“I have come to believe over and over again that what is most important to me must be spoken, made verbal and shared, even at the risk of having it bruised or misunderstood.”
– Audre Lorde
What keeps me from writing about racial justice? What stands in the way of articulating both the inequities in higher education and a vision for building structures of inclusion? While the fear of getting it wrong looms large, looking foolish worries me far less than doing harm. What I write could galvanize those who prefer white campuses and the insidious myths of individualism and meritocracy.
Back in November, an Admissions officer at the university where I work shared his reactions to the election on his personal Facebook page. His harsh post went viral, prompting conservatives across the blogosphere to point to his words as evidence of “liberal intolerance” propped up by the higher education system. This one employee’s private views became fodder for efforts across the country to gut inclusion initiatives. This is not hyperbole. Remember when the Tennessee legislature voted in April to cut all funds for the university’s diversity office?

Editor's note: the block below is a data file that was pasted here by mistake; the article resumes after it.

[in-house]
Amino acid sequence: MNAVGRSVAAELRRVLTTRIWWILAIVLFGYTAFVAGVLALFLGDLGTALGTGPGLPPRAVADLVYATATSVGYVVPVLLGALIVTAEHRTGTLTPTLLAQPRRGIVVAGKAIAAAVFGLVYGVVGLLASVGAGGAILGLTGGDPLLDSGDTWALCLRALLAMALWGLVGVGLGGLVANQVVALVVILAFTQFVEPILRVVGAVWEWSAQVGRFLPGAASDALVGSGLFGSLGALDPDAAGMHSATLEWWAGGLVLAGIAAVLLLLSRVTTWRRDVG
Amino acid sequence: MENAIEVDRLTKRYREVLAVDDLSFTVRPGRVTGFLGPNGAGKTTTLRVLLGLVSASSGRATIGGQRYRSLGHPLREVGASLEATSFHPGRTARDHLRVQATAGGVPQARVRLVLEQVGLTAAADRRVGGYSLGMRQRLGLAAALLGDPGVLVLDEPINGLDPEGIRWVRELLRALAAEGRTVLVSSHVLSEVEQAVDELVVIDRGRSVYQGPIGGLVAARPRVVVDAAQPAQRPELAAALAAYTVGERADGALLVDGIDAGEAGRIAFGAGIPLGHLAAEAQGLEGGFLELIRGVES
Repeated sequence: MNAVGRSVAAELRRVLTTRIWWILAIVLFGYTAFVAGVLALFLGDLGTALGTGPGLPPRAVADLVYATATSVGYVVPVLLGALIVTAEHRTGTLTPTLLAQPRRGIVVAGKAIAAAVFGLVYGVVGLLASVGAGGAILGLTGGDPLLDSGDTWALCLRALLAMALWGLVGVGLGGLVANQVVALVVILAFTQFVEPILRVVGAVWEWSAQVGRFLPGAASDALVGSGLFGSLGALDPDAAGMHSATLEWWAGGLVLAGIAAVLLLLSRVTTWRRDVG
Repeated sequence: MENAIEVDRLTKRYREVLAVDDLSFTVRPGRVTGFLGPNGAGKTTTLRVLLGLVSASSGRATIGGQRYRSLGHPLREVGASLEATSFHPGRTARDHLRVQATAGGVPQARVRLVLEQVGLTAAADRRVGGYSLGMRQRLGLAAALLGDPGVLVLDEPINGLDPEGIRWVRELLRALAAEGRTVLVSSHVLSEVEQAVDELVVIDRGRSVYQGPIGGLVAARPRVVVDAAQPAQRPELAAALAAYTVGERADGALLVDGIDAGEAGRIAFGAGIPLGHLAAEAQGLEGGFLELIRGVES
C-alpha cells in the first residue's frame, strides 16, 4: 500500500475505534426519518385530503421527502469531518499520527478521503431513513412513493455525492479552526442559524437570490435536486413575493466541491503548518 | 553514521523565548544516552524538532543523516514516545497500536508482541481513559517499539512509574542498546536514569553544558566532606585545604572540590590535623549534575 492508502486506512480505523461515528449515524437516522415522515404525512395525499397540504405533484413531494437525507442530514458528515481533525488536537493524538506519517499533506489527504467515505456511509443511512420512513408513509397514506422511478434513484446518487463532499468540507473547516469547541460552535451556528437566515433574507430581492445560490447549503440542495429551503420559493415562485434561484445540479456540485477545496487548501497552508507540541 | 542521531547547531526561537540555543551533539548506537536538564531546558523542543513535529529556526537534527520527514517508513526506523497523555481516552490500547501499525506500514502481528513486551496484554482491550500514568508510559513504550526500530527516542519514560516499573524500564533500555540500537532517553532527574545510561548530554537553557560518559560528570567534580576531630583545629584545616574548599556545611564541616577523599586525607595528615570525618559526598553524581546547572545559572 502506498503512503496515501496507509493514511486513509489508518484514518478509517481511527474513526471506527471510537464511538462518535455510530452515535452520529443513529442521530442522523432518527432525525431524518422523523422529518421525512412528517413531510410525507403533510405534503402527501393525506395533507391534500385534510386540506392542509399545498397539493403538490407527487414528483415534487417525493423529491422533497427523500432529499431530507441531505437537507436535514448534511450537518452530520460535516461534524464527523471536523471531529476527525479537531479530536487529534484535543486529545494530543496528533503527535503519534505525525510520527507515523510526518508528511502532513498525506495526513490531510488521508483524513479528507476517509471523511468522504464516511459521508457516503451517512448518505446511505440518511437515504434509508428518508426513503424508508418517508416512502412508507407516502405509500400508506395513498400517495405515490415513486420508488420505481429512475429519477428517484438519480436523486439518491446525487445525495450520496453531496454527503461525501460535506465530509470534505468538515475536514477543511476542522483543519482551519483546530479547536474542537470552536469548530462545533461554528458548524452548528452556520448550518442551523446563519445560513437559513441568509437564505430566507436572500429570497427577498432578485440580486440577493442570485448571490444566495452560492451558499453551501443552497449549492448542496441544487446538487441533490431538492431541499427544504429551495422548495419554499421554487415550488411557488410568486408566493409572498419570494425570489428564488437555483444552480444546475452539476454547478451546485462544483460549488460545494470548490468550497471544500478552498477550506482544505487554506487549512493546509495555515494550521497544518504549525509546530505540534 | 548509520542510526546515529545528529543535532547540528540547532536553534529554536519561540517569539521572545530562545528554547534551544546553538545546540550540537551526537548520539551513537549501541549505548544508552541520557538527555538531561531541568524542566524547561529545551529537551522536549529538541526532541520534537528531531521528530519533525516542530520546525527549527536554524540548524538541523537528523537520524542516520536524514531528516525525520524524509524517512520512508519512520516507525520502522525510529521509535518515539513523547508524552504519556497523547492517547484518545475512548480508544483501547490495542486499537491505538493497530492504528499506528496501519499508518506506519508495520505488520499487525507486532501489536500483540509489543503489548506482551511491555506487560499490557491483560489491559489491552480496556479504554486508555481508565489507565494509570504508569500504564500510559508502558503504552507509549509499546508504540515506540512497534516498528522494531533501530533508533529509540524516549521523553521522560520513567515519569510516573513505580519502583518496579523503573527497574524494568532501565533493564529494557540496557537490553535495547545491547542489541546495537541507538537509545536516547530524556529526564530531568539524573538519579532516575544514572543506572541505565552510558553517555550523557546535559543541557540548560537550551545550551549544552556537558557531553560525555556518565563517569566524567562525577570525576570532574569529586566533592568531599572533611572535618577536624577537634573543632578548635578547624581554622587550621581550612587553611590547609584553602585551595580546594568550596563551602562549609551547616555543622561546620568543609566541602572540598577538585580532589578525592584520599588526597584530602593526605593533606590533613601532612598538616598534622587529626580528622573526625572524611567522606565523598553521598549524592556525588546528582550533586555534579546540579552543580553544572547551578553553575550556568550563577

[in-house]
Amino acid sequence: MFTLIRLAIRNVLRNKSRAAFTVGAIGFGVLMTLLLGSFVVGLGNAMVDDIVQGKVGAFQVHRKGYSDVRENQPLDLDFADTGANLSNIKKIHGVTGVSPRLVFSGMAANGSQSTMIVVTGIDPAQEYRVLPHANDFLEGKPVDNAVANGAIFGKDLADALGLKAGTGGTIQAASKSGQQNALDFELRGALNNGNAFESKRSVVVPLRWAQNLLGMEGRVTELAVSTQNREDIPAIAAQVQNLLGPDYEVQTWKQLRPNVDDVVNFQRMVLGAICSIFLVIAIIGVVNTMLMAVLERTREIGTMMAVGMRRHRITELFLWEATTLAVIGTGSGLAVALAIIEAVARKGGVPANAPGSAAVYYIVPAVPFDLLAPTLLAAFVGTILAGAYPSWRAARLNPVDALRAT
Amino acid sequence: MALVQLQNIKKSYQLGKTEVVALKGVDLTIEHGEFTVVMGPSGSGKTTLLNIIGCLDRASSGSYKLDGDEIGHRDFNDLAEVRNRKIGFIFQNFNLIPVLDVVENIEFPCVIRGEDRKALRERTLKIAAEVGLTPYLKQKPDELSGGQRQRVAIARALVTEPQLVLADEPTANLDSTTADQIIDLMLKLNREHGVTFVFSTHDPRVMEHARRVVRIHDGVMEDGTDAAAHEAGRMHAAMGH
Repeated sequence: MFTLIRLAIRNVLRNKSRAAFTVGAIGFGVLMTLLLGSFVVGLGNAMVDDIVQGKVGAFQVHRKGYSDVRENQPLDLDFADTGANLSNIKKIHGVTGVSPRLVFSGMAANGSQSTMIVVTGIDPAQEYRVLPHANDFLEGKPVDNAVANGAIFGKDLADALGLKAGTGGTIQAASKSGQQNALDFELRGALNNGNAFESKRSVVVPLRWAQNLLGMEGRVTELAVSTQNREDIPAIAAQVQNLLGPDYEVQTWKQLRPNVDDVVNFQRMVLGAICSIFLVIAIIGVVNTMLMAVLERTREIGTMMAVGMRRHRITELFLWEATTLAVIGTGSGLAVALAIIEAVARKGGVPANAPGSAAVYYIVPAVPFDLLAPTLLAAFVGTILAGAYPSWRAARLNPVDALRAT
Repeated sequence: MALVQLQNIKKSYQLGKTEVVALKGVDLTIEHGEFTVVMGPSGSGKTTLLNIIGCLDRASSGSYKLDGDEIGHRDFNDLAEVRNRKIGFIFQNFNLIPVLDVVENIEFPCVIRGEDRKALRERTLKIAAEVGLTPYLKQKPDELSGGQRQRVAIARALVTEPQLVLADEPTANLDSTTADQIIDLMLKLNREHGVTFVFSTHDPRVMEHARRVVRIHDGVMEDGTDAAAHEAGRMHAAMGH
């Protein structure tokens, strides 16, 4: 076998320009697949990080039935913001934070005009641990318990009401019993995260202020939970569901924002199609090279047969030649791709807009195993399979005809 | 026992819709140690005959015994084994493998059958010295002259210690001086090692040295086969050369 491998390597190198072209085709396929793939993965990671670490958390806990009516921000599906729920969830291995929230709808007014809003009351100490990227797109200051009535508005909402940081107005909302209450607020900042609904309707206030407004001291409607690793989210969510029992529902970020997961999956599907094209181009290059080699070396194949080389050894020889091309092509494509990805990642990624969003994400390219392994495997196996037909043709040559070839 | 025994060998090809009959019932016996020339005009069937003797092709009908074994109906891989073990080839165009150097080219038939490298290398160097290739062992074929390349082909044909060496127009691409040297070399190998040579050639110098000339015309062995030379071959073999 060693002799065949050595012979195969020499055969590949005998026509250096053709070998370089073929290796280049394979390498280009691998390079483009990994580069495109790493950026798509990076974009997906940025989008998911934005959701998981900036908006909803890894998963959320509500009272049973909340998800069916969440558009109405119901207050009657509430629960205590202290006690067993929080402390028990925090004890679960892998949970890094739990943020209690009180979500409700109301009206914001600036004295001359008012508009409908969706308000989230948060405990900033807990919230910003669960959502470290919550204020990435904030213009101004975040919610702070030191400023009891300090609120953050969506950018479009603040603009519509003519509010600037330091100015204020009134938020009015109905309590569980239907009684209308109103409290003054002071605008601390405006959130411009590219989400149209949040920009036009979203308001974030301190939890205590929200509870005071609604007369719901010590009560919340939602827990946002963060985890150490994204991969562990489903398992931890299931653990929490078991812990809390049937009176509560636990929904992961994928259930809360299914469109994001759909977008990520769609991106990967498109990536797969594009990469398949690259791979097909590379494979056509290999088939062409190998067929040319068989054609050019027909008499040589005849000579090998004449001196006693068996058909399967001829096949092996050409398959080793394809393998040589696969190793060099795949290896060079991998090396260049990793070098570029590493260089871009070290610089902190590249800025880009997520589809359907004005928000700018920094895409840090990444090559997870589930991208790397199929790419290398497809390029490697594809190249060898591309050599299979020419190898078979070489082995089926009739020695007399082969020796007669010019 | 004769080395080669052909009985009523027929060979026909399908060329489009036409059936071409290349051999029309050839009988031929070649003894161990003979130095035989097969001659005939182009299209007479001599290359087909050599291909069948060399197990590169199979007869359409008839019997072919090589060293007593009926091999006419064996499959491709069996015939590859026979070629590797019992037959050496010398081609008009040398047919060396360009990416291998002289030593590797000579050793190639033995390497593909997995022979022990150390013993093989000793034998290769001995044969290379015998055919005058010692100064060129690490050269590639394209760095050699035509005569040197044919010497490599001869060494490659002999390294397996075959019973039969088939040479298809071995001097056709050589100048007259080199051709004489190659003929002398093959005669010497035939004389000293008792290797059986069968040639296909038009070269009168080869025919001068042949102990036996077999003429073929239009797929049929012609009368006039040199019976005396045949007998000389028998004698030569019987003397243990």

At my Unitarian Universalist church, we’ve been grappling with a similar constellation of concerns. A polarized national climate has illuminated the deep and widening fractures in our communities. The choices we make matter. Each time we come together, we have a new opportunity to understand and undo the structures of white supremacy in our traditions and in our congregation.
Indeed, every setting in which we find ourselves offers up avenues for taking steps on racial justice.